How to Calculate Accounts Payable Turnover

How to Calculate Accounts Payable Turnover | Accounting Smarts
Charles Hall

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Charles Hall

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June 10, 2022

Calculating the accounts payable turnover ratio is done by dividing net credit purchases by average accounts payable. The higher the number, the more quickly a company pays its vendors.

Calculating the accounts payable turnover ratio is done by dividing net credit purchases by average accounts payable. The higher the number, the more quickly a company pays its vendors.

accounts-payable-turnover-ratio

Deciphering the accounts payable turnover ratio and other similar ratios helps you make better decisions. Accounting numbers are historical in nature, and may not predict the future, they have a story you want to hear.

In order to understand the full picture, some accounting numbers must be analyzed by combining, comparing or converting them into ratios. Ratios are calculated by formula. The accounts payable turnover ratio compares the relationship between net credit purchases and average accounts payable to determine how fast a company pays its accounts payable.

This article will discuss further some specific aspects about the accounts payable turnover ratio including:

  • What does the accounts payable turnover ratio mean?
  • How often should I calculate the accounts payable turnover ratio?
  • How do I calculate the net purchases and the average accounts payable?
  • What is a good number for accounts payable turnover?
  • How do I use the accounts payable turnover ratio in my business?
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What does the accounts payable turnover mean?

The accounts payable turnover ratio measures how often accounts payable turnover, or in other words how fast a company pays their bills.

If your business had an accounts payable turnover of 4, that would mean you pay your average payables 4 times during the period. The higher the number the more frequent you pay.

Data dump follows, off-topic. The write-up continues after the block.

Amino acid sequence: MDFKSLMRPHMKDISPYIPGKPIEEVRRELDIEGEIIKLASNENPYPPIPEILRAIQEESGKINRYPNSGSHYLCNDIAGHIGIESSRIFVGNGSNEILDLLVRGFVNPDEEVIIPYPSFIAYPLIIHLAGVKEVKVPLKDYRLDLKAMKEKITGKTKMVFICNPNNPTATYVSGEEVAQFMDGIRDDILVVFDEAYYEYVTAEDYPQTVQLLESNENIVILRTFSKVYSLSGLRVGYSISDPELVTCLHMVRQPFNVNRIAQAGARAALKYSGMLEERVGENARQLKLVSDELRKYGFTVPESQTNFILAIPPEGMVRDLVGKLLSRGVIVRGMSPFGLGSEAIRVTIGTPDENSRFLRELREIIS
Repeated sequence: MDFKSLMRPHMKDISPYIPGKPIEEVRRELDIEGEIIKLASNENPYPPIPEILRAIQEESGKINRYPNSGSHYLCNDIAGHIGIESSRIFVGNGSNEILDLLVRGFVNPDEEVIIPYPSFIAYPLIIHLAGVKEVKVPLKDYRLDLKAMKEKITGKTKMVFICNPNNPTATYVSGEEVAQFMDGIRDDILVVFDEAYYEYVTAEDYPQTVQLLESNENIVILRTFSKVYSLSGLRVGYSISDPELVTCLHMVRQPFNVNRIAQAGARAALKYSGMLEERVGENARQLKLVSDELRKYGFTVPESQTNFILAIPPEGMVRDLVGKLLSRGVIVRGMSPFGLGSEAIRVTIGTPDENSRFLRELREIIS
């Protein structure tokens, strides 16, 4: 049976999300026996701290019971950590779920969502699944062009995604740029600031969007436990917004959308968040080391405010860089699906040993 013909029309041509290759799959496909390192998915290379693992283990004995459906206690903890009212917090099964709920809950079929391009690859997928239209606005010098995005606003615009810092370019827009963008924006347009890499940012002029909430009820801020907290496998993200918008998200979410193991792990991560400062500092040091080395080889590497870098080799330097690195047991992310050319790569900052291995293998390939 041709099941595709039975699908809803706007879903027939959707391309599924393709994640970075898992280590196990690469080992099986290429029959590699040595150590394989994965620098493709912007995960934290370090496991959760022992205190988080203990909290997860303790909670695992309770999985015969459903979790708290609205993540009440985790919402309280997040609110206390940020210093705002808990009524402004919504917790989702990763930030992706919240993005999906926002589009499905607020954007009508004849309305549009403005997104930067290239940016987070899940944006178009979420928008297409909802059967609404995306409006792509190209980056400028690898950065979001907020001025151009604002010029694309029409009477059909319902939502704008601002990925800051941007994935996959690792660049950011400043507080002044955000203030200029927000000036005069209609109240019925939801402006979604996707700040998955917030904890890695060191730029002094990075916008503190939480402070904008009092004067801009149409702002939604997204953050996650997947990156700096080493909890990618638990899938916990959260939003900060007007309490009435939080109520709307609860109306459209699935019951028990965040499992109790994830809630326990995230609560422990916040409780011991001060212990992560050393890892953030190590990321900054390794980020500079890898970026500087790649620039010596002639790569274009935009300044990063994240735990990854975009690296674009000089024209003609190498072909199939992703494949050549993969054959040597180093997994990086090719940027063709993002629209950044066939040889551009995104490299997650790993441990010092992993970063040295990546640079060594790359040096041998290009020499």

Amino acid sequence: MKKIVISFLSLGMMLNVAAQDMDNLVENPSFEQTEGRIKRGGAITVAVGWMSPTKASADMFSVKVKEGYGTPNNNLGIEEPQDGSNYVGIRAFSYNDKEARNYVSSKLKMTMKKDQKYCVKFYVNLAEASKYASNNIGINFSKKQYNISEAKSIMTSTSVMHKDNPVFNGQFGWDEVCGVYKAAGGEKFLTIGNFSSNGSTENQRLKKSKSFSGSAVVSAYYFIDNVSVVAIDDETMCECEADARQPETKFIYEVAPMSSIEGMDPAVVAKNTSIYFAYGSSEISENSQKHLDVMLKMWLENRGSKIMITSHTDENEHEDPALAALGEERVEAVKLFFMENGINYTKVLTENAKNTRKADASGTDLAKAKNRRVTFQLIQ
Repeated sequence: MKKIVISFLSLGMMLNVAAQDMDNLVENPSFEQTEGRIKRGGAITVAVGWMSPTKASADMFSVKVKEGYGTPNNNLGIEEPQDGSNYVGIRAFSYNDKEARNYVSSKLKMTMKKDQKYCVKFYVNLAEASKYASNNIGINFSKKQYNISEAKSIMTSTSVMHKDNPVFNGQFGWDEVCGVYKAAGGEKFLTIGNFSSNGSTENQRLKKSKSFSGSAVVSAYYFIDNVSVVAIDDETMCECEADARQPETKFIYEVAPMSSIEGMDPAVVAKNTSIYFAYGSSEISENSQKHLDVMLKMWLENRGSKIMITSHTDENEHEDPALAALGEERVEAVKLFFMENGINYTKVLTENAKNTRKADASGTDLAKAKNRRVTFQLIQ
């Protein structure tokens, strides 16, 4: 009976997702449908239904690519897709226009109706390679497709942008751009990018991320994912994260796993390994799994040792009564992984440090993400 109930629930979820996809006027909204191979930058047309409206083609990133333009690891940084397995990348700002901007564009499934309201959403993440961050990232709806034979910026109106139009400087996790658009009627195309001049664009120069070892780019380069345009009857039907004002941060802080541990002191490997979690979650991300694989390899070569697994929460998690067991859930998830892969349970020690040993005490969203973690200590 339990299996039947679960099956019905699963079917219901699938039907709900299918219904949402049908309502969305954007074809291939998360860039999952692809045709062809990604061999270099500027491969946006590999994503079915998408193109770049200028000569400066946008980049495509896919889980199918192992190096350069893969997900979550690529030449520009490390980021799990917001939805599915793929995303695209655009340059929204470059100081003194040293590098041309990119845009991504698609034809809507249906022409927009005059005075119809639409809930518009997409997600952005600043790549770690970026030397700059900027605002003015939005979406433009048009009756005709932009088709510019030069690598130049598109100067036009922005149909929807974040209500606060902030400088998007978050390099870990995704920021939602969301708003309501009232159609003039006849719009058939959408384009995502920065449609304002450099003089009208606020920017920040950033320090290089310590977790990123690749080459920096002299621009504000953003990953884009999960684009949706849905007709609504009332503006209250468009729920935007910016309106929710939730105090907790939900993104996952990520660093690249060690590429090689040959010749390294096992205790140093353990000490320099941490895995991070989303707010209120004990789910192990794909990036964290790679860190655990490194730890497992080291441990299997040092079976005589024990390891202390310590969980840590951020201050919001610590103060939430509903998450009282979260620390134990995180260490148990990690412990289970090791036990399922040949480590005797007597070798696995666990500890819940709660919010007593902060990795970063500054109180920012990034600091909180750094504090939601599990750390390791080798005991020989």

Here are some examples for perspective.

Ratio Calculation Result What the ratio means
8 Payables are paid on average 8 times during the period
10.5 Payables are paid on average 10 and a half times during the period
12 Payables are paid on average 12 times during the period
13 Payables are paid on average 13 times during the period

How often should I calculate the accounts payable turnover ratio?

Typically, the accounts payable turnover ratio is calculated on an annual basis. It can be calculated more frequently, even monthly, to ensure you catch potential problems early.

It is important to calculate the number; however, it is more important to compare to prior period numbers for a measure of are you getting better, worse or staying the same. A comparison over time identifies trends to help prevent potential problems.

How do I calculate the net credit purchases and the average accounts payable?

Let’s take a look at the formula again and define each part.

accounts-payable-turnover-ratio

NET CREDIT PURCHASES

Net credit purchases is the total amount you bought on credit during the period. When the calculation is for a month, only count the credit purchases during the month. If your calculation is for a year, consider all credit purchases for the year.